Jennifer Jensen says the military “saved my life.” It also gave her purpose beyond her time in uniform.
During her four years in the Air Force, Jensen served overseas as a combat photographer during the conflicts in Iraq and Afghanistan. Her assignment was fulfilling, but also scary, so much so that she sought counseling afterward to cope with post-traumatic stress disorder.
As a result, she speaks with credibility when she talks with military members, veterans and their spouses about the benefits of therapy provided through the veterans program at West Texas Counseling & Guidance, where she serves as the veterans outreach coordinator.
“I know the struggle of admitting you need some help to get through it,” Jensen said. “They need to know: You’re not alone.”
Jensen grew up in a military family; her father was a 20-year veteran of the Navy. A self-confessed wild child in her youth, Jensen credits her military training with providing her the boundaries and discipline necessary to succeed.
During her wartime deployment, Jensen captured photos that documented the need for private contractors that provided security around American bases. The assignment involved accompanying security personnel in Blackhawk helicopters and armored vehicles. Although the work was dangerous, she found comfort in helping to ensure the safety of her peers.
“But it’s still scary,” she said. “You go through emotions you’ve never gone through before.”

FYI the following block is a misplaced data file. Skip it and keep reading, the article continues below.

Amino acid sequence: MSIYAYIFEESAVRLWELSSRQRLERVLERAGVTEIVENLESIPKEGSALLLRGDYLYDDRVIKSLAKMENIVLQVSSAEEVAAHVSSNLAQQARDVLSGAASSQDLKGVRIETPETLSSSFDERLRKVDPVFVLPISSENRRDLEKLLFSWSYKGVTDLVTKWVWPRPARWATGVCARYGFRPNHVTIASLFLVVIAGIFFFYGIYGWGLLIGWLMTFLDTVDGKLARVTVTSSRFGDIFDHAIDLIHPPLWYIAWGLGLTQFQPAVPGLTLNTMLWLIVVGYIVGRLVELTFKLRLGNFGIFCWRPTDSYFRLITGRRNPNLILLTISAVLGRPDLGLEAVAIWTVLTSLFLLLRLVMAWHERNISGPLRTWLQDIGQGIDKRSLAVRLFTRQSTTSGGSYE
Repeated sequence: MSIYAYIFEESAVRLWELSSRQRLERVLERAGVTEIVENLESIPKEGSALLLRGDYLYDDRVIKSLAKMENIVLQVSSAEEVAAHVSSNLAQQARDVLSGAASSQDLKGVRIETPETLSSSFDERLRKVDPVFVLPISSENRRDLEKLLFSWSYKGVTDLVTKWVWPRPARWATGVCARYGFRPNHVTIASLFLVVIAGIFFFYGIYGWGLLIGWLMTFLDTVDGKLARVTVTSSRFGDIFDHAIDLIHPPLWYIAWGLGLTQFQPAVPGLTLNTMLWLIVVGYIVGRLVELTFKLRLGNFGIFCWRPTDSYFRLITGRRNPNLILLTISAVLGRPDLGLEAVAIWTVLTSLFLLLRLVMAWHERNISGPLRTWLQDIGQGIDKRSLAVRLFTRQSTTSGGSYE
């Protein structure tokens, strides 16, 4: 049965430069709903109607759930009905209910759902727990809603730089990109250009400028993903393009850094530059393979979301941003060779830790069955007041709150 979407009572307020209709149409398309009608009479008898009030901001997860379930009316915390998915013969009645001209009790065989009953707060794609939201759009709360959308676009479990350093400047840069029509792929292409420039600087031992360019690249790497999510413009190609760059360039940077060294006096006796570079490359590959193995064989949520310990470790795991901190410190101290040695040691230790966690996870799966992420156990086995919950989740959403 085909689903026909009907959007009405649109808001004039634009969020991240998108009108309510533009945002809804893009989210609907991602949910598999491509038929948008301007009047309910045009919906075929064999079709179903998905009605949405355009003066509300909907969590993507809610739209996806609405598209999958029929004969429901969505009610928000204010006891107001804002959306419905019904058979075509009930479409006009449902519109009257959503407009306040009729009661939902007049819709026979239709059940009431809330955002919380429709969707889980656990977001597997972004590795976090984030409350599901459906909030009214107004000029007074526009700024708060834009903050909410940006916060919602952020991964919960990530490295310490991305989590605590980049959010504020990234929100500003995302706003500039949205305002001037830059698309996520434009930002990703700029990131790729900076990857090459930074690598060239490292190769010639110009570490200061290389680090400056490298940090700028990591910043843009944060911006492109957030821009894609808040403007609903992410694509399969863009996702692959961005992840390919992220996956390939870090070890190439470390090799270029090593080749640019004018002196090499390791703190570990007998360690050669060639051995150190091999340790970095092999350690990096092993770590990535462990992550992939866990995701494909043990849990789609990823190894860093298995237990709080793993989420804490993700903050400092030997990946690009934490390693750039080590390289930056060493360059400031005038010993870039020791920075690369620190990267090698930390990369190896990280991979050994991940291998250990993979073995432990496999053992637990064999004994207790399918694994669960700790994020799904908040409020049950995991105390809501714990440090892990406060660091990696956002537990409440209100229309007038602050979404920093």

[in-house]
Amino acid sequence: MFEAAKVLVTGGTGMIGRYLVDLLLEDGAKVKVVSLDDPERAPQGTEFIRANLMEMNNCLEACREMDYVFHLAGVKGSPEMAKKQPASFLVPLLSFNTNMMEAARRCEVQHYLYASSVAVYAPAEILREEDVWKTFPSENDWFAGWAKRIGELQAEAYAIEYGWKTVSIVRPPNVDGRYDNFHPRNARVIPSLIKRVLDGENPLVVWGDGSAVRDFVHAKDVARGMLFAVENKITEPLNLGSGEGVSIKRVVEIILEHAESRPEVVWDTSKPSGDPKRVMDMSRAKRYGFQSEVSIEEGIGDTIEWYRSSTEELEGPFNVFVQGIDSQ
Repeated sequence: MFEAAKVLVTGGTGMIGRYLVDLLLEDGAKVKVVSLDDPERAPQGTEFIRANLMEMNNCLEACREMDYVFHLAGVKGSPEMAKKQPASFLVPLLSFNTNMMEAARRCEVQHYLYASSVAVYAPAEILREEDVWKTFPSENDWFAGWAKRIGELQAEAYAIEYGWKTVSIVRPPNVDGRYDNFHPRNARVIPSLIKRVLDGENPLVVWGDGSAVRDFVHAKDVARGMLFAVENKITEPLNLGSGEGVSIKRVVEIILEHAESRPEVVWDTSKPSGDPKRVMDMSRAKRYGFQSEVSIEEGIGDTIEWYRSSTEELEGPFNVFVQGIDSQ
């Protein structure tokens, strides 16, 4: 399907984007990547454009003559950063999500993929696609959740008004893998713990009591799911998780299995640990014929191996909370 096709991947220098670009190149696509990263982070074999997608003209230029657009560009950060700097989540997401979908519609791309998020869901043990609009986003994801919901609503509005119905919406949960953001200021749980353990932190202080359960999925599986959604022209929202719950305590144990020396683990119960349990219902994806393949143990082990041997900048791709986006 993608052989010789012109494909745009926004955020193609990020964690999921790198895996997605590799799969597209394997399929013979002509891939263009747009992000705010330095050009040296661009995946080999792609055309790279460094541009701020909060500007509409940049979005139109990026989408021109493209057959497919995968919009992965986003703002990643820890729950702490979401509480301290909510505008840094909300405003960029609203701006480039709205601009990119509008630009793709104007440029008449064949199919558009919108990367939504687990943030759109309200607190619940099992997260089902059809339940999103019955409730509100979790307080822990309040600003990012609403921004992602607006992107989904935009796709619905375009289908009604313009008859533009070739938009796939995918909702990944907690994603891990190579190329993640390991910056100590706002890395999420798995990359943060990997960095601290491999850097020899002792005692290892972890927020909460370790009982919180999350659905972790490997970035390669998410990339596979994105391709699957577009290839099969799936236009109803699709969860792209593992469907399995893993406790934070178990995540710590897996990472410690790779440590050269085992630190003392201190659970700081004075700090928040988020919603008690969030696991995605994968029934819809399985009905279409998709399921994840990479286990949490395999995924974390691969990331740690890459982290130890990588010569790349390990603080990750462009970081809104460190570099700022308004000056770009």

She credits counseling for helping her manage her ever-present PTSD. And she has found a silver-lining in the experience: It has helped her relate to her military clientele.
“When I went to counseling, my therapist had no idea what it was like to go to Iraq or be in the military,” she said. “So I kind of distanced myself from her. But the military members who come see me at West Texas Counseling & Guidance know there’s somebody there they can talk to who has been there, done that.”
The same holds true for military spouses. Jensen’s husband is a firefighter instructor stationed at Goodfellow Air Force Base.
“You don’t see this while you’re military, but (the service member’s) job is more important than yours,” she said. “And it’s hard to admit that. You want to have your own career, your own self. But in reality, country comes first for them.”
Jensen’s service to military families has branched out to include involvement with the Goodfellow Spouses Club, the Concho Valley Women Veterans’ Association, and the Daily Bread Soup Lunch program, whose patronage includes homeless veterans.
In her volunteer efforts, she seeks “people who are in need of support,” adding that such endeavors make her feel “warm and fuzzy inside, and makes my life feel worthwhile.”
Having found her calling, she is now pursuing a master’s degree in social work.
“I started this job and didn’t expect to fall in love with it as much as I did,” Jensen said. “Helping my brothers and sisters from the military get through their tough times has been a blessing. That’s my life goal now.”